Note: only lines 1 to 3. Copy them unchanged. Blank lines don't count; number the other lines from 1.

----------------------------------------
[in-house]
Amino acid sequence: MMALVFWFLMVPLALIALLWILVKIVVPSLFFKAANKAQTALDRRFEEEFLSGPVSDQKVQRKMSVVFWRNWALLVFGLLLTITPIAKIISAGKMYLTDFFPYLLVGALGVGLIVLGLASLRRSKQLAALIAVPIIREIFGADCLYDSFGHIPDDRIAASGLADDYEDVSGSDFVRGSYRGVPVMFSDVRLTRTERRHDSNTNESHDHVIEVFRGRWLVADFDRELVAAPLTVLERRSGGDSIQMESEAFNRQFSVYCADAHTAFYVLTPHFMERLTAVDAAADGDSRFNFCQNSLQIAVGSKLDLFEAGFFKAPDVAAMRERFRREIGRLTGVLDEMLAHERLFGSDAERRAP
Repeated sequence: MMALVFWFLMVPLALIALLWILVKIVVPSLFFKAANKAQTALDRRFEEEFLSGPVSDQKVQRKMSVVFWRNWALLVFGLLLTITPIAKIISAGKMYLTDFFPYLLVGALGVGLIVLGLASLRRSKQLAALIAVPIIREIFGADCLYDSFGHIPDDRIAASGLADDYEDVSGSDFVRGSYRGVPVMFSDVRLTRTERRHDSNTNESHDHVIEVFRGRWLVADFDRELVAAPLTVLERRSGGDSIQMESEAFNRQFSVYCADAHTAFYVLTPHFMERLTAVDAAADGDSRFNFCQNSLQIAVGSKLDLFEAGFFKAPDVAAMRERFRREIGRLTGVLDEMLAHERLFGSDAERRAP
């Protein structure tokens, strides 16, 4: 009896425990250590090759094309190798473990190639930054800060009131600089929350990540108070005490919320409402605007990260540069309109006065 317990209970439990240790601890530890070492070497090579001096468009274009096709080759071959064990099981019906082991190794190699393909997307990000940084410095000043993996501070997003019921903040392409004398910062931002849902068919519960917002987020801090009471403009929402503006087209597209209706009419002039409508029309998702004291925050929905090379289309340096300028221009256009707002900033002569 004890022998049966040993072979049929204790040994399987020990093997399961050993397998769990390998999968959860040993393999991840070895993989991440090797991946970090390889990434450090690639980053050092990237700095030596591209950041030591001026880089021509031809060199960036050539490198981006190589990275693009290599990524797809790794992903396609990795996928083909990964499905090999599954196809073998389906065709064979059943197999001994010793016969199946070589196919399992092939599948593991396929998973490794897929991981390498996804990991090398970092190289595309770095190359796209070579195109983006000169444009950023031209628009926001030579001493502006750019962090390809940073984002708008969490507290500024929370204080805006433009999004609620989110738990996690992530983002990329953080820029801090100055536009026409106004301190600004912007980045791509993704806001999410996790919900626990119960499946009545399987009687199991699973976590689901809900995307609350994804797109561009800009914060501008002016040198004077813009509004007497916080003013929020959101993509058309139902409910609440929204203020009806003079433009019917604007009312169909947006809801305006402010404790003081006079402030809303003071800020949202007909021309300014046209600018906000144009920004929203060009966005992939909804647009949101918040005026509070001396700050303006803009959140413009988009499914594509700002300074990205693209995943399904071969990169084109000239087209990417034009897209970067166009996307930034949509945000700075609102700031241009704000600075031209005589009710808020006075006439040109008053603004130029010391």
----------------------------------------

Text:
[in-house]
Amino acid sequence: MMALVFWFLMVPLALIALLWILVKIVVPSLFFKAANKAQTALDRRFEEEFLSGPVSDQKVQRKMSVVFWRNWALLVFGLLLTITPIAKIISAGKMYLTDFFPYLLVGALGVGLIVLGLASLRRSKQLAALIAVPIIREIFGADCLYDSFGHIPDDRIAASGLADDYEDVSGSDFVRGSYRGVPVMFSDVRLTRTERRHDSNTNESHDHVIEVFRGRWLVADFDRELVAAPLTVLERRSGGDSIQMESEAFNRQFSVYCADAHTAFYVLTPHFMERLTAVDAAADGDSRFNFCQNSLQIAVGSKLDLFEAGFFKAPDVAAMRERFRREIGRLTGVLDEMLAHERLFGSDAERRAP
Repeated sequence: MMALVFWFLMVPLALIALLWILVKIVVPSLFFKAANKAQTALDRRFEEEFLSGPVSDQKVQRKMSVVFWRNWALLVFGLLLTITPIAKIISAGKMYLTDFFPYLLVGALGVGLIVLGLASLRRSKQLAALIAVPIIREIFGADCLYDSFGHIPDDRIAASGLADDYEDVSGSDFVRGSYRGVPVMFSDVRLTRTERRHDSNTNESHDHVIEVFRGRWLVADFDRELVAAPLTVLERRSGGDSIQMESEAFNRQFSVYCADAHTAFYVLTPHFMERLTAVDAAADGDSRFNFCQNSLQIAVGSKLDLFEAGFFKAPDVAAMRERFRREIGRLTGVLDEMLAHERLFGSDAERRAP